Patching QMAIL to avoid brute force SMTP deliveries
In our experience running a mail server, we're constantly wrestling with different hack approaches, spam situations, and just plain old general nasty emailers. One of the situations that we frequently encounter is brute force attempts to deliver email to a domain that we host. QMAIL is pretty good at rejecting invalid domains, but when the domain is valid, QMAIL allows bogus email to be at least received. This was causing our server bandwidth to be utilized in 2 ways, one during the receipt of the invalid email, and secondly when an undeliverable message was returned to the sender. These attempts often utilized lists containing several hundred email addresses, often containing 1 or 2 valid emails in the middle somewhere. In a couple of extreme cases, we had inbound SMTP sessions lasting a couple of hours, which is totally unacceptable. We decided that a more "aggressive" approach to dealing with this was required, so we embarked on a journey to solve this problem on our server.
One approach came to mind immediately, block this bogus inbound emails before they are accepted. In order to do this, we needed to modify the QMAIL components that manage this activity. This would happen to be the daemon qmail-smtpd. Since we are running the netqmail (v1.05) version of QMAIL, we downloaded the package ( available at http://www.qmail.org/netqmail/ ) and incorporated our logic into the source code. Basically what we've done is performed a "QMAIL user lookup" by examining the incoming email, extracting the username and domain, and then finally validating that against our QMAIL configuration. Unfortunately, 1 side effect of this was that we had to make several of the QMAIL installation directories readable to the qmail-smtpd process. Since we don't allow shell accounts on our server, we took the simple route and allowed all users read access to the QMAIL directories. You may want to explore a different, more secure route for this process depending upon you security requirements.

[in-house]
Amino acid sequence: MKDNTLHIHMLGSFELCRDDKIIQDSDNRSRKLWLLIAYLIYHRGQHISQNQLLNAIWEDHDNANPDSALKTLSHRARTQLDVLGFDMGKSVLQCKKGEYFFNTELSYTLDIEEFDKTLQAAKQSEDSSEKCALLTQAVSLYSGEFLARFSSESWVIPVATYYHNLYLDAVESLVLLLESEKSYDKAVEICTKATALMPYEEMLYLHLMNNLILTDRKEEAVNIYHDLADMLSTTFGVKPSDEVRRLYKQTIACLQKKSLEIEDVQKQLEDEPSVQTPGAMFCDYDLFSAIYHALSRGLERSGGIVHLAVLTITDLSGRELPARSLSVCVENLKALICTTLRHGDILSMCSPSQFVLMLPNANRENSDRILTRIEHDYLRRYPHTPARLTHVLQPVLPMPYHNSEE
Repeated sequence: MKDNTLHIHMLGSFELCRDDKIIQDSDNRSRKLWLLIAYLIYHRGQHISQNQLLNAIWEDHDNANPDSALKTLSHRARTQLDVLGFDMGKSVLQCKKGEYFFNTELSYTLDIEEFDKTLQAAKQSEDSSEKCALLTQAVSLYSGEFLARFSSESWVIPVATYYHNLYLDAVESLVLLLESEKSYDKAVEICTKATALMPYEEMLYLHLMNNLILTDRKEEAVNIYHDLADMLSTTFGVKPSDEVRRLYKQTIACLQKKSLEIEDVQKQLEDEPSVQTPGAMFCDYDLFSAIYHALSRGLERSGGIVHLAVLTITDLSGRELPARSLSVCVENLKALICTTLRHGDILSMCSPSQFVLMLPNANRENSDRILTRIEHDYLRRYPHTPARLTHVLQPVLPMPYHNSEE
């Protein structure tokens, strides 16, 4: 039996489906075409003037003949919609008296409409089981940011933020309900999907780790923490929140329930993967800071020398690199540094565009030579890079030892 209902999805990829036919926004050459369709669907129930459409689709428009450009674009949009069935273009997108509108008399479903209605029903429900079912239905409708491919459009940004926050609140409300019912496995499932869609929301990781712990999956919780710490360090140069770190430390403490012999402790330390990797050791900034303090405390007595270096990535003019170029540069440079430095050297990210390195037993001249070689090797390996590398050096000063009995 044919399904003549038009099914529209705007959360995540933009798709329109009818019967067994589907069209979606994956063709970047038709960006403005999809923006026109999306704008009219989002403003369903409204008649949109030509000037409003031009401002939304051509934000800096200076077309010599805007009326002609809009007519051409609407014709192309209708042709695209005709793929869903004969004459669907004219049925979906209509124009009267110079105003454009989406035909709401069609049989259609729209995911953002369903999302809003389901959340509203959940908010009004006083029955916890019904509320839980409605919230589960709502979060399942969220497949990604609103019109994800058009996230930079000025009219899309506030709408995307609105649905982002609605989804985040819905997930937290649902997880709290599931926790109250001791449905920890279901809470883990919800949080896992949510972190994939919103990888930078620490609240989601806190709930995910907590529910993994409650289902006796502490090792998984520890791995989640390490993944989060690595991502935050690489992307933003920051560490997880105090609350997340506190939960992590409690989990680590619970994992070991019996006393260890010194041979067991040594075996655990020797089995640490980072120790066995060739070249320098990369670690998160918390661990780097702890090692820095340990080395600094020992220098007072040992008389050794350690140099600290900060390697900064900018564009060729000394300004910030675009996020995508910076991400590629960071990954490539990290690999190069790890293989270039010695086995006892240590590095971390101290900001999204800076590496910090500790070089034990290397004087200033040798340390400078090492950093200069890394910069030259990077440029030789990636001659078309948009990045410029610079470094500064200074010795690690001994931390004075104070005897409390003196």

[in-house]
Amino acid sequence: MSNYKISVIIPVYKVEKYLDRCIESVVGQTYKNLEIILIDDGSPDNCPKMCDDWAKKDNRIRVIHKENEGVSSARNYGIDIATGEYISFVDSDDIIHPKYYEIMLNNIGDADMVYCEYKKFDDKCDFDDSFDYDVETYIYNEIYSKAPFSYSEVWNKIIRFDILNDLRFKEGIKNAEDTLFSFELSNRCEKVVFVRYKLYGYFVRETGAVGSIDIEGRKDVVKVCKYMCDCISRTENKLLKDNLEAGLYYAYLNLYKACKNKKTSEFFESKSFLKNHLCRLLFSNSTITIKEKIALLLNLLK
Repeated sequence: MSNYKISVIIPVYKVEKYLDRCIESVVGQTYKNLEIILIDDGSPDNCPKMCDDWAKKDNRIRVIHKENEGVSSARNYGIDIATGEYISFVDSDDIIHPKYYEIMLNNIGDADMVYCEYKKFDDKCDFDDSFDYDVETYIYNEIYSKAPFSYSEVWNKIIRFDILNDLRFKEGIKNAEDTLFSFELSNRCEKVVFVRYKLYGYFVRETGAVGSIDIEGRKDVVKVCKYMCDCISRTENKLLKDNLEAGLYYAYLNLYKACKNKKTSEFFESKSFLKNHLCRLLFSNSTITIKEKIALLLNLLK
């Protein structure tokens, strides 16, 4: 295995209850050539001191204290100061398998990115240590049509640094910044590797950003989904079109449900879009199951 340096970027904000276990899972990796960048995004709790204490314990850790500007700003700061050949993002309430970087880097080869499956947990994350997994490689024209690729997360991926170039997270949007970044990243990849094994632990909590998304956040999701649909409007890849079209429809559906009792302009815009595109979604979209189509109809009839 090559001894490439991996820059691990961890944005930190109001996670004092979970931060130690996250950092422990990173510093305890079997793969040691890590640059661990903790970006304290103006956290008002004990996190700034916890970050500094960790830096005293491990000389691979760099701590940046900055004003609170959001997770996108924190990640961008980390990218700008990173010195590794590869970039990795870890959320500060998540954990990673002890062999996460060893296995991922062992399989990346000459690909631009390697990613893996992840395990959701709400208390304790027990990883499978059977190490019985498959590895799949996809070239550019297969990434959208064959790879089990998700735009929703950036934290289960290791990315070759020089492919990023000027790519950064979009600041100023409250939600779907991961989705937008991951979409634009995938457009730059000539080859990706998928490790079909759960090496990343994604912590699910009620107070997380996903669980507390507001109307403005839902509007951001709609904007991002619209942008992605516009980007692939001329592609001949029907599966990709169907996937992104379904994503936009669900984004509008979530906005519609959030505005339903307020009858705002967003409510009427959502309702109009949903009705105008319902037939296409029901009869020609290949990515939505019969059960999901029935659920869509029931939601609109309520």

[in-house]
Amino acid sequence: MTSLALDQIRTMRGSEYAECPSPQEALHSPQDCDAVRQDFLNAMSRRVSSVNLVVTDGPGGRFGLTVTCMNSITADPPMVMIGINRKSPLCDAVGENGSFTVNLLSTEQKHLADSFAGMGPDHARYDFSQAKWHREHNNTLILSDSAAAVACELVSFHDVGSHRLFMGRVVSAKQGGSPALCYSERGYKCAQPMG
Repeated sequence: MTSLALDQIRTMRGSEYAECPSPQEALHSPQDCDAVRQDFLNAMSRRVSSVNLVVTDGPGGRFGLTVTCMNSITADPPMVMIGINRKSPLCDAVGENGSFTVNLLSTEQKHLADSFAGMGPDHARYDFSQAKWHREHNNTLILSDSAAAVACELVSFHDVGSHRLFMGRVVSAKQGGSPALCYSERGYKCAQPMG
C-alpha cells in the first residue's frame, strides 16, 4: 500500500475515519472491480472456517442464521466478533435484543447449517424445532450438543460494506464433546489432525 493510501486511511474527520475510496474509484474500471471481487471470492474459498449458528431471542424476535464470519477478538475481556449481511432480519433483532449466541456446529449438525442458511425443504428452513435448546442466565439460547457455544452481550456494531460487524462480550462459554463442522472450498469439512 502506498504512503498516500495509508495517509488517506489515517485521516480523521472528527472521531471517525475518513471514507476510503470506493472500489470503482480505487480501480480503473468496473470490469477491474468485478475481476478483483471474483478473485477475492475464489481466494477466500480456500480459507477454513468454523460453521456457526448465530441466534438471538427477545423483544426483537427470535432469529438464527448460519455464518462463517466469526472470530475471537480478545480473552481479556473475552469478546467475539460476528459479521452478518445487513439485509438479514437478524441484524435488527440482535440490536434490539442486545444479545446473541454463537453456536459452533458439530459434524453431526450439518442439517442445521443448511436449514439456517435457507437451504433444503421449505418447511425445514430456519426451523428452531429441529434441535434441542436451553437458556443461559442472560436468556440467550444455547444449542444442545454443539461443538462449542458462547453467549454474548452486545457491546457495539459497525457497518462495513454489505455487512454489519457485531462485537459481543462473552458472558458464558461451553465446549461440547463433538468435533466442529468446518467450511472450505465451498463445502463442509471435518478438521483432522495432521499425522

Note: If the permissions on your QMAIL directories are incorrect, ALL mail may end up being rejected. Make sure that you understand the requirements here!
Finally, in order to test our new QMAIL process, we instituted a configuration file and some logging. The configuration file is located (by default) in /var/qmail/control/trace.cfg, and contains a very simple format. Here is an example of our config file:
# This is the qmail trace configuration file # Version 1.0 # Name of the trace file, if empty or invalid, logging is disabled trace_filename=/tmp/trace.log # Level of logging, if invalid or outside of the range 0-4, logging is disabled trace_level=3We've found that a trace_level of 3 is suitable for our needs, however you may increase that value to increase the level of logging, or decrease the value to reduce the amount of logging. A value of 0 will disable logging and is fine once you know that the system is working properly. It is interesting to see just how many inbound deliveries are attempted and rejected, you might be surprised when you start monitoring the situation.
Note: Please make sure to backup all of your production QMAIL binaries and any sources that you patch BEFORE making any changes!
Unfortunately, the QMAIL license agreement does not allow us to distribute a modified version of qmail-smtpd.c, so we've created a source code patch file for you. You may download a gzipped tarball containing the patch for netqmail-1.05 version of qmail-smtpd.c and a sample configuration file here. After unpacking the tarball, move the configuration file trace.cfg to /var/qmail/control (seemed like a good place for it). Prior to making any patches, make sure that your QMAIL sources compile. Instructions are included with QMAIL for doing this. After a successful compilation, patch your qmail-smtpd.c file by issuing the following command:
patch -i qmail-smtpd-check.diffNow rebuild qmail-smtpd by typing "make". If you see any errors from the build, either your patch command failed, you aren't using netqmail 1.05, or it never compiled prior to patching (okay, there are other reasons...but we're not going down that path).
Here is a simple way to test your new executable, create a file called smtp.txt containing the following (make sure to replace yourdomain.com with a valid domain that QMAIL recognizes on your system):